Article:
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What You Need to Know about Texas Wildlife Management and Taxes

Deers in the zoo

Texas is known for having one of the highest property tax rates in the country. That’s why the Texas State Legislature has come up with various incentives to reduce landowners’ tax burden and encourage more people to buy land in Texas. These tax incentives range from research grants to charitable exemptions.

If you’re interested in managing wildlife in your Texas ranch property, here’s what you need to know about the Wildlife Tax Exemption.

What is the Wildlife Tax Exemption?

The Wildlife Tax Exemption is an alternative tax benefit that allows landowners to manage a wildlife property and pay the same property tax rate as an agricultural (ag) exemption. Along with the ag exemption, this special valuation was created by Texas voters in 1995 as a way to conserve the open spaces in this state.

How can I qualify for the Wildlife Tax Exemption?

Any landowner can apply for the Wildlife Tax Exemption. There are a number of important requirements needed in order to qualify for the Wildlife Tax Exemption:

  • Agricultural valuation

    For your property to qualify for the Wildlife Tax Exemption, it must first be under an agricultural or timber valuation a year before you apply for
    the wildlife exemption. Without an agricultural valuation, your application for the Wildlife Tax Exemption will not be considered.

  • Application forms

    Once your property qualifies as agricultural land, you can start accomplishing the Application for 1-D-1 (Open Space) Agricultural Appraisal, the same application form used for appraising the agriculture use of your property. Just make sure that you submit the forms to the County Appraisal District before April 30 of the same year when you want a wildlife tax exemption.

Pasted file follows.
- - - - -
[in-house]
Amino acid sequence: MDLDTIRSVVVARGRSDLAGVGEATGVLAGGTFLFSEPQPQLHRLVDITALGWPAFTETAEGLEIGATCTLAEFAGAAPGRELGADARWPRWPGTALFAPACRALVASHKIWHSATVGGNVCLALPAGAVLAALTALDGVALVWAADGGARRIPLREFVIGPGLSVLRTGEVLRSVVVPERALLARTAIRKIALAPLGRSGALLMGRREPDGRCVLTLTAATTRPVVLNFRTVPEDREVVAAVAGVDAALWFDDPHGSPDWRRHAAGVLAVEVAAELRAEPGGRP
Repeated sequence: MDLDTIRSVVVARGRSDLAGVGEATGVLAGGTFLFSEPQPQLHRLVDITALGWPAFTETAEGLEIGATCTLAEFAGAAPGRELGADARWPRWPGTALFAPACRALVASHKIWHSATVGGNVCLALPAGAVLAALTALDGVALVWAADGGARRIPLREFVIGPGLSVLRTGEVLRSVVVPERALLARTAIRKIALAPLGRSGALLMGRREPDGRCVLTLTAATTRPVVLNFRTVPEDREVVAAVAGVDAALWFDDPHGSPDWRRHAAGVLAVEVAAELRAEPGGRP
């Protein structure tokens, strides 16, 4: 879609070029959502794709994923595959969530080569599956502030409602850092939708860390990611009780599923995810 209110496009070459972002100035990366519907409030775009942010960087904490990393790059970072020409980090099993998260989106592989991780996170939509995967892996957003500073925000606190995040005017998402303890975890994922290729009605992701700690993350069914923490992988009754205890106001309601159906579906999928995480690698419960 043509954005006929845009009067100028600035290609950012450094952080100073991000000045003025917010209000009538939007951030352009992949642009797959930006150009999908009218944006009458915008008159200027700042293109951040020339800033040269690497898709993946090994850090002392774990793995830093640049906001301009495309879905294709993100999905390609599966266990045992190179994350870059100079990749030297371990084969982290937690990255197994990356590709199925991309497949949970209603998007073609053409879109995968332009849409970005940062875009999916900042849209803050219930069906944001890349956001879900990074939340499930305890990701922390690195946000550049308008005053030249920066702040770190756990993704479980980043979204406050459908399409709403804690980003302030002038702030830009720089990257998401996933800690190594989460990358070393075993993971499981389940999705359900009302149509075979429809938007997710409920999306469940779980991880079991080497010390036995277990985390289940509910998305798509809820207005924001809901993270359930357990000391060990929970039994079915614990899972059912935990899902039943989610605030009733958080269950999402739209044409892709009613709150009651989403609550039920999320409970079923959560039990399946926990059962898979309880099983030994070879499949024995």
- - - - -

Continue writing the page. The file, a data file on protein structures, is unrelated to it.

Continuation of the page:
• Wildlife management plan

    A wildlife management plan is also needed when applying for the Wildlife Tax Exemption. The Wildlife Management Plan for Agricultural Tax Valuation (PWD-885) is a written plan that lists down at least three wildlife management practices that your property should actively utilize. The said practices will be selected from the following list:
    Habit control

    • Erosion control
    • Predator control
    • Providing additional water supplies
    • Providing additional food supplies
    • Providing shelters
    • Making consensus counts to determine population

    Not only is it a requirement that needs to be submitted to the County Appraisal District, but it also serves as your guide when it comes to managing your wildlife property. In making your wildlife management plan, you must only complete the wildlife management plan form and you are not required to consult the Texas Parks and Wildlife Department regarding this.

  • Minimum acreage requirement

    If your property has not changed in size since the previous tax year, there is no minimum acreage requirement for the Wildlife Tax Exemption application. But if these tracts of land decreased in size during the previous calendar year, a minimum acreage requirement which ranges from 12 to 50 acres is mandatory.

If you need more information about Texas’s Wildlife Tax Exemption and how it will affect your ranch property, feel free to call me, John Walker, today at 361- 449-2051 or send me an email at desertflowerrealty(at)desertflowerrealty(dotted)com.